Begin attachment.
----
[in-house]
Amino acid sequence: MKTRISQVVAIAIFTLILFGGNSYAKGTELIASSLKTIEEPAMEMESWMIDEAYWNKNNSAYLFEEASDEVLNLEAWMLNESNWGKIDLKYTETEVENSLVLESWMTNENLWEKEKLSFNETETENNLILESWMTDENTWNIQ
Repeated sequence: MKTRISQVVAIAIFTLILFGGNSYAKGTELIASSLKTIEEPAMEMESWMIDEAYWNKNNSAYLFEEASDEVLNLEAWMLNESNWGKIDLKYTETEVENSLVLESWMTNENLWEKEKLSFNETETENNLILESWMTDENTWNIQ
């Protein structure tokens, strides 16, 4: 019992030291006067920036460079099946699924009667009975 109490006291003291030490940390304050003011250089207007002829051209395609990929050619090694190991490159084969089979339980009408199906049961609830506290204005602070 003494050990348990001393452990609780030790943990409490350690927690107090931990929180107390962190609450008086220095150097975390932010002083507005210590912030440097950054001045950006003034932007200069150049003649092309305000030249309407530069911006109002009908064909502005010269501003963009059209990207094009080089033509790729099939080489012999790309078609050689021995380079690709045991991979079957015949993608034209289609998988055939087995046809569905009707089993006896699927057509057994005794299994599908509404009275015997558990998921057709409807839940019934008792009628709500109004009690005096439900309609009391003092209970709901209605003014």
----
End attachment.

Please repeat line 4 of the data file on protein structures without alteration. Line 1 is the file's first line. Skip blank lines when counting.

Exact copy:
């Protein structure tokens, strides 16, 4: 019992030291006067920036460079099946699924009667009975 109490006291003291030490940390304050003011250089207007002829051209395609990929050619090694190991490159084969089979339980009408199906049961609830506290204005602070 003494050990348990001393452990609780030790943990409490350690927690107090931990929180107390962190609450008086220095150097975390932010002083507005210590912030440097950054001045950006003034932007200069150049003649092309305000030249309407530069911006109002009908064909502005010269501003963009059209990207094009080089033509790729099939080489012999790309078609050689021995380079690709045991991979079957015949993608034209289609998988055939087995046809569905009707089993006896699927057509057994005794299994599908509404009275015997558990998921057709409807839940019934008792009628709500109004009690005096439900309609009391003092209970709901209605003014």